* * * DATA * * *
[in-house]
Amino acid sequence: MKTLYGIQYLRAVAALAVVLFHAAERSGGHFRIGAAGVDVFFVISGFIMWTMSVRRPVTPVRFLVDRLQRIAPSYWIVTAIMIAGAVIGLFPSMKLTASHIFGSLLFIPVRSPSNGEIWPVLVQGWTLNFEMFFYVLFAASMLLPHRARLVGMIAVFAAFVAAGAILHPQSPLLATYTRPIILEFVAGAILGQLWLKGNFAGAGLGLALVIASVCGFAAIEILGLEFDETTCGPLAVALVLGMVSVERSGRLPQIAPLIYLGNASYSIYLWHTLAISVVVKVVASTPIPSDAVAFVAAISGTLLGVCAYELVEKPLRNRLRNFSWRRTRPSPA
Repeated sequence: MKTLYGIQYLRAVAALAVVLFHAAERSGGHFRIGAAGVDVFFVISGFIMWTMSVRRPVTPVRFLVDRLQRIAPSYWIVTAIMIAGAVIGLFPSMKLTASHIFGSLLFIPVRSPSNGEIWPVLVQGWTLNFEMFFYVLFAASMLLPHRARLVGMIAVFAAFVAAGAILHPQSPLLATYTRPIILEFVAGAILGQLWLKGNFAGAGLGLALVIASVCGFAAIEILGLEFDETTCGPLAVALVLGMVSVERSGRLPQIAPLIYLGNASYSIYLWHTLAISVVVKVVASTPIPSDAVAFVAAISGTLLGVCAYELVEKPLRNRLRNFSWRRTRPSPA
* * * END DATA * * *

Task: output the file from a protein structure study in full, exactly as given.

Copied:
[in-house]
Amino acid sequence: MKTLYGIQYLRAVAALAVVLFHAAERSGGHFRIGAAGVDVFFVISGFIMWTMSVRRPVTPVRFLVDRLQRIAPSYWIVTAIMIAGAVIGLFPSMKLTASHIFGSLLFIPVRSPSNGEIWPVLVQGWTLNFEMFFYVLFAASMLLPHRARLVGMIAVFAAFVAAGAILHPQSPLLATYTRPIILEFVAGAILGQLWLKGNFAGAGLGLALVIASVCGFAAIEILGLEFDETTCGPLAVALVLGMVSVERSGRLPQIAPLIYLGNASYSIYLWHTLAISVVVKVVASTPIPSDAVAFVAAISGTLLGVCAYELVEKPLRNRLRNFSWRRTRPSPA
Repeated sequence: MKTLYGIQYLRAVAALAVVLFHAAERSGGHFRIGAAGVDVFFVISGFIMWTMSVRRPVTPVRFLVDRLQRIAPSYWIVTAIMIAGAVIGLFPSMKLTASHIFGSLLFIPVRSPSNGEIWPVLVQGWTLNFEMFFYVLFAASMLLPHRARLVGMIAVFAAFVAAGAILHPQSPLLATYTRPIILEFVAGAILGQLWLKGNFAGAGLGLALVIASVCGFAAIEILGLEFDETTCGPLAVALVLGMVSVERSGRLPQIAPLIYLGNASYSIYLWHTLAISVVVKVVASTPIPSDAVAFVAAISGTLLGVCAYELVEKPLRNRLRNFSWRRTRPSPA